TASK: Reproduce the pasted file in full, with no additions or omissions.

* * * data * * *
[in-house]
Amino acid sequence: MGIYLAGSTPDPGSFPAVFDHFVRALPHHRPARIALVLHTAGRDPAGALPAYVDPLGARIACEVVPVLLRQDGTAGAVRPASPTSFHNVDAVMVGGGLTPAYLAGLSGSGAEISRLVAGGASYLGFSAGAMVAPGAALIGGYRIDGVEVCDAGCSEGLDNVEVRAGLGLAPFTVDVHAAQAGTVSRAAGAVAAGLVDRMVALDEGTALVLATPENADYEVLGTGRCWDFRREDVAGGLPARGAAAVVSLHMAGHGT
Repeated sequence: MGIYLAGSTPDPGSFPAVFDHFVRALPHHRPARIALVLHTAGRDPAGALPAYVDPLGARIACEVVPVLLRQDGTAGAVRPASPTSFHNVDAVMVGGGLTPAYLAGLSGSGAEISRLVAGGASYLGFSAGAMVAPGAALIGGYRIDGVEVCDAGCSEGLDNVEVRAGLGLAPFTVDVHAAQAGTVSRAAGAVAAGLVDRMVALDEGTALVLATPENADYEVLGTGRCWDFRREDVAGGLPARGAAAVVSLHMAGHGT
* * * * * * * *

[in-house]
Amino acid sequence: MGIYLAGSTPDPGSFPAVFDHFVRALPHHRPARIALVLHTAGRDPAGALPAYVDPLGARIACEVVPVLLRQDGTAGAVRPASPTSFHNVDAVMVGGGLTPAYLAGLSGSGAEISRLVAGGASYLGFSAGAMVAPGAALIGGYRIDGVEVCDAGCSEGLDNVEVRAGLGLAPFTVDVHAAQAGTVSRAAGAVAAGLVDRMVALDEGTALVLATPENADYEVLGTGRCWDFRREDVAGGLPARGAAAVVSLHMAGHGT
Repeated sequence: MGIYLAGSTPDPGSFPAVFDHFVRALPHHRPARIALVLHTAGRDPAGALPAYVDPLGARIACEVVPVLLRQDGTAGAVRPASPTSFHNVDAVMVGGGLTPAYLAGLSGSGAEISRLVAGGASYLGFSAGAMVAPGAALIGGYRIDGVEVCDAGCSEGLDNVEVRAGLGLAPFTVDVHAAQAGTVSRAAGAVAAGLVDRMVALDEGTALVLATPENADYEVLGTGRCWDFRREDVAGGLPARGAAAVVSLHMAGHGT